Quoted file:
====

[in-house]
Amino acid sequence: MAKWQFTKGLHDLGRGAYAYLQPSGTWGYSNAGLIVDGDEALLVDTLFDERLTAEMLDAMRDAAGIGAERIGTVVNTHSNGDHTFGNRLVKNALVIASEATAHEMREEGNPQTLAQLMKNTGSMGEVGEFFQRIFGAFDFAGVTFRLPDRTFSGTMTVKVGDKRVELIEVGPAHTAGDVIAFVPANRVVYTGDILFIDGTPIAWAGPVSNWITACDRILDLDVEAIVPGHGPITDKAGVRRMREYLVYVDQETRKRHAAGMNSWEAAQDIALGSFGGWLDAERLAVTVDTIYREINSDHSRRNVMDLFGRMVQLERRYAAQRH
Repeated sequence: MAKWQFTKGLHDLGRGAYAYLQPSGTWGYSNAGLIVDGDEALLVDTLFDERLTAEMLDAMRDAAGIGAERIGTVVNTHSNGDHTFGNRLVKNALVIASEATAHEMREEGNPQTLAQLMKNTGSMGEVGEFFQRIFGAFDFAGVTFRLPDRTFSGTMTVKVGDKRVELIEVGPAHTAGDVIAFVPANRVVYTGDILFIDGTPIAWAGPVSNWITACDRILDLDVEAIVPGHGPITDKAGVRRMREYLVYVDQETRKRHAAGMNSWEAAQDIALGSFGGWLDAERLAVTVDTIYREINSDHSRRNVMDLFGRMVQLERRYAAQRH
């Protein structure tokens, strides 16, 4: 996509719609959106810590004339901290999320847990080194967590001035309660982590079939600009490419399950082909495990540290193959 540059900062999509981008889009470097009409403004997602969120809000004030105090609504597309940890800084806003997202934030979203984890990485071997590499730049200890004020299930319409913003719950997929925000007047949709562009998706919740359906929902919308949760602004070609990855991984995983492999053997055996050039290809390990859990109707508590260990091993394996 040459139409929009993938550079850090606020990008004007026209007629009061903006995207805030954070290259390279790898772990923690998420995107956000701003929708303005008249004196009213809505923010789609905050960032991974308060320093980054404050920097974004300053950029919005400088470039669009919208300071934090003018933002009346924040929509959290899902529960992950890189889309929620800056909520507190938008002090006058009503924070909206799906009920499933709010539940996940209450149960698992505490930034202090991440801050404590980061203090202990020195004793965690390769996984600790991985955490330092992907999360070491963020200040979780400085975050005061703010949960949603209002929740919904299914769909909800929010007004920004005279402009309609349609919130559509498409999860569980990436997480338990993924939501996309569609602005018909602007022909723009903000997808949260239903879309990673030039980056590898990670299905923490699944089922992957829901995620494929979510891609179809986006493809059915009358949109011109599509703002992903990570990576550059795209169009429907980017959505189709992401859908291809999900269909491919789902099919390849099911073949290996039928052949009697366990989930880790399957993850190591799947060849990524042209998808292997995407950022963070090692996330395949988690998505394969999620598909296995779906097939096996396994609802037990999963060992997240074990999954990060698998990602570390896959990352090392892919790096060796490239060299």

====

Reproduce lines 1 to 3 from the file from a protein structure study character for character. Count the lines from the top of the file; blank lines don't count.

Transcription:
[in-house]
Amino acid sequence: MAKWQFTKGLHDLGRGAYAYLQPSGTWGYSNAGLIVDGDEALLVDTLFDERLTAEMLDAMRDAAGIGAERIGTVVNTHSNGDHTFGNRLVKNALVIASEATAHEMREEGNPQTLAQLMKNTGSMGEVGEFFQRIFGAFDFAGVTFRLPDRTFSGTMTVKVGDKRVELIEVGPAHTAGDVIAFVPANRVVYTGDILFIDGTPIAWAGPVSNWITACDRILDLDVEAIVPGHGPITDKAGVRRMREYLVYVDQETRKRHAAGMNSWEAAQDIALGSFGGWLDAERLAVTVDTIYREINSDHSRRNVMDLFGRMVQLERRYAAQRH
Repeated sequence: MAKWQFTKGLHDLGRGAYAYLQPSGTWGYSNAGLIVDGDEALLVDTLFDERLTAEMLDAMRDAAGIGAERIGTVVNTHSNGDHTFGNRLVKNALVIASEATAHEMREEGNPQTLAQLMKNTGSMGEVGEFFQRIFGAFDFAGVTFRLPDRTFSGTMTVKVGDKRVELIEVGPAHTAGDVIAFVPANRVVYTGDILFIDGTPIAWAGPVSNWITACDRILDLDVEAIVPGHGPITDKAGVRRMREYLVYVDQETRKRHAAGMNSWEAAQDIALGSFGGWLDAERLAVTVDTIYREINSDHSRRNVMDLFGRMVQLERRYAAQRH